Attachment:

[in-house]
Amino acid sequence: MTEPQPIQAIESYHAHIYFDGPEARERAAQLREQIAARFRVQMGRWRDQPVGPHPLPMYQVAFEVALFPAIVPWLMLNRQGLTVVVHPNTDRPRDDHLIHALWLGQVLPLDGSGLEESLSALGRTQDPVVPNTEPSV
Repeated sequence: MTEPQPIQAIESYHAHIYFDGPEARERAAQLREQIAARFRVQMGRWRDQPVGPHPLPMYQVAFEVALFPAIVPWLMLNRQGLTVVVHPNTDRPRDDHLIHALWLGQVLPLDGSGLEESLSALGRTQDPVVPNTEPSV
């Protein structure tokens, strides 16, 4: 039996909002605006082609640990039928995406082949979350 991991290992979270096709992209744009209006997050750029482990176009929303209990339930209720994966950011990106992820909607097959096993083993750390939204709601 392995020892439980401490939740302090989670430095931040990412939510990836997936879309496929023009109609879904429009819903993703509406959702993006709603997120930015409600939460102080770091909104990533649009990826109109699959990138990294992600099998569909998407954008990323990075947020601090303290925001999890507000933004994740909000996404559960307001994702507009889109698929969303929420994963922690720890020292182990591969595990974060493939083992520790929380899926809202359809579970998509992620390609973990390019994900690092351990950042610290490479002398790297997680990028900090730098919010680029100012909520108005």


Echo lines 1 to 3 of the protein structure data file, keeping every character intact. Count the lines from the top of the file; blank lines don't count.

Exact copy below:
[in-house]
Amino acid sequence: MTEPQPIQAIESYHAHIYFDGPEARERAAQLREQIAARFRVQMGRWRDQPVGPHPLPMYQVAFEVALFPAIVPWLMLNRQGLTVVVHPNTDRPRDDHLIHALWLGQVLPLDGSGLEESLSALGRTQDPVVPNTEPSV
Repeated sequence: MTEPQPIQAIESYHAHIYFDGPEARERAAQLREQIAARFRVQMGRWRDQPVGPHPLPMYQVAFEVALFPAIVPWLMLNRQGLTVVVHPNTDRPRDDHLIHALWLGQVLPLDGSGLEESLSALGRTQDPVVPNTEPSV